But, like all children, Frank’s kids don’t get a voice in these legal proceedings. They can’t hire lawyers. They can’t petition the court. They can’t even share their perspective in a Federalist article. Still, it’s these two children who have the most at stake if the justices choose to hear this case.
That’s why my nonprofit Them Before Us, devoted to defending children’s rights in the family, just filed an amicus brief on behalf of Frank’s children. We packed our brief with family structure experts and the quotes of kids who have walked in those 9-year-olds’ shoes. The justices need to know what’s at stake for Frank’s children, and all children, if the government decides that biology is irrelevant in the parent-child relationship.
What exactly is at stake? Children’s deepest longings, identity, and safety.
Here’s an Overview of the Main Issues at Play
For those of you who aren’t interested in digesting the 6,500-word document, here’s the section-by-section summary of our SCOTUS brief.
The court should clarify children’s fundamental liberty interests in their biological family bonds. “No doubt Petitioner has a fundamental liberty interest in parenting his children. But this right should not guide the Court’s decision to grant review. Instead, the Court should grant review to clarify that children have an enumerated right to be known and loved by their biological parents.”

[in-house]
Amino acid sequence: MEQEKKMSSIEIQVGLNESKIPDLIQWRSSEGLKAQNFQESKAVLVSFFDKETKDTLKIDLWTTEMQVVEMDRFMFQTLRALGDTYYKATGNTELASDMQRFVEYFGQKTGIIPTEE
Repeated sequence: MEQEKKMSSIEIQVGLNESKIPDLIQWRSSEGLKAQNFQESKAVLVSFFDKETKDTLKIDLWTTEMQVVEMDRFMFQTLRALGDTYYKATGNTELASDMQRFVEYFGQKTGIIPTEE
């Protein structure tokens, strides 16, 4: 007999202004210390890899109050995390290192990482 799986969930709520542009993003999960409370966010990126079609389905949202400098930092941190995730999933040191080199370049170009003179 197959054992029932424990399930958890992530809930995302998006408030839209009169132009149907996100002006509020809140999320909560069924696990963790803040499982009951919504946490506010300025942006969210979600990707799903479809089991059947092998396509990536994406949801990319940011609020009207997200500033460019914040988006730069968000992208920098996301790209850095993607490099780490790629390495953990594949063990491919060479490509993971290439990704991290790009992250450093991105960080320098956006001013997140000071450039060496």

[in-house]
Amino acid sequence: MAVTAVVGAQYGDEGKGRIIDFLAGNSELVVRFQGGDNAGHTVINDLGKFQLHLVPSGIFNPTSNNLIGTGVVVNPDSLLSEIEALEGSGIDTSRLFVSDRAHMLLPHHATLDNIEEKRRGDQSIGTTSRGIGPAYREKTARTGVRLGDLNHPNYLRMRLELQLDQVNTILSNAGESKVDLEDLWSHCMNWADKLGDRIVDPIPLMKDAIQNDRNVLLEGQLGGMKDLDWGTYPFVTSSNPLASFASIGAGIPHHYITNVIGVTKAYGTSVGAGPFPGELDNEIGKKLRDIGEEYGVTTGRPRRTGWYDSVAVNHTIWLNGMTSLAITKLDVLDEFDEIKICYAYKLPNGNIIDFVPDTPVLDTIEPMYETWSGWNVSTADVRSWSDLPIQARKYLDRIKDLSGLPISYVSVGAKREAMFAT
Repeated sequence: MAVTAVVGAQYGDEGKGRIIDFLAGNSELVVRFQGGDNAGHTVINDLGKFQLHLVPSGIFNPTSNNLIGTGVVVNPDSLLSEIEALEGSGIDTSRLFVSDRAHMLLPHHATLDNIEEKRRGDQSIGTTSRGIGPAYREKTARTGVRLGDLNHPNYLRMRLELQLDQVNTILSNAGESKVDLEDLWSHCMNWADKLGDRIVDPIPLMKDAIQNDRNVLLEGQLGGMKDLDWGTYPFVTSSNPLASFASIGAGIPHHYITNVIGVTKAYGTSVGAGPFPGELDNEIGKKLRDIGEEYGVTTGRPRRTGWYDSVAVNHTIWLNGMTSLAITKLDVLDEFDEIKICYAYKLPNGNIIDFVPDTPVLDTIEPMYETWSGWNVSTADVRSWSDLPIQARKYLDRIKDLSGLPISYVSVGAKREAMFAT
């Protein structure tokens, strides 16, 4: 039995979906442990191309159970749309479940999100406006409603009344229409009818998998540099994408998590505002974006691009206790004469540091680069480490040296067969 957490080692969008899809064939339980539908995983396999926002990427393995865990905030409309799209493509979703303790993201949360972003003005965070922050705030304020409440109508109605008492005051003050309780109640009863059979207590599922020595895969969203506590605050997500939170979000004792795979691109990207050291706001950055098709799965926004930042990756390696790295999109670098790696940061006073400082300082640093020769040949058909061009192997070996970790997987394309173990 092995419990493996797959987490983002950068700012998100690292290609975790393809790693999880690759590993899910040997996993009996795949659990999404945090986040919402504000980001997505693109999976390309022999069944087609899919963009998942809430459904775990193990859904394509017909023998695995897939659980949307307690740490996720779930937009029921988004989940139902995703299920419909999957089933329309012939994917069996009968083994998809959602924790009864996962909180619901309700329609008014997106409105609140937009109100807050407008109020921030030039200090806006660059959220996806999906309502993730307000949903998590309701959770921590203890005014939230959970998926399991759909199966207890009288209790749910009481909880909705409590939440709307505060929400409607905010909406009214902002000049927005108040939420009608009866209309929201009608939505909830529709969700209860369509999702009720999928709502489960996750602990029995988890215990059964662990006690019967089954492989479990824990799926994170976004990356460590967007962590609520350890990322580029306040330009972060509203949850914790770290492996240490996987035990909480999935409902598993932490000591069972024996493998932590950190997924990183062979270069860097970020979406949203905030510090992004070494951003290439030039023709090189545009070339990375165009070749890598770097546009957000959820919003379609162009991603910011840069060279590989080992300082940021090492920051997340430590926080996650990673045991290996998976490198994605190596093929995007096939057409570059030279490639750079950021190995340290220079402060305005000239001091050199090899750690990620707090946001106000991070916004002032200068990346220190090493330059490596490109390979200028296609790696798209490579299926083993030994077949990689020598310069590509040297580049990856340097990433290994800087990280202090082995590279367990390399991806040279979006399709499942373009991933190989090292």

“Intent-based” parenthood is about what adults want, not what children need. “When the basis for parenthood is no longer biological but ‘intentional,’ it endorses scenarios…where children are swapped and traded, cut and pasted into any and every conceivable adult arrangement.”
Children long for their biological parents regardless of their family structure. “In the heart of a child, not all adults are created equal. There are two people children innately long to know and be known by—their biological mother and father…This longing to be known by one’s biological parents exists regardless of the parents’ sexual orientation. For children, it is not about their parent’s sexual identity. It is simply about biology.”
Biology gives children their identities. “A child’s relationship to his biological parents is the closest of that child’s human relationships. It is identity-determining. To be born of different parents is to be an entirely different person…children can miss the love of absent biological parents even if they are well-loved by others.”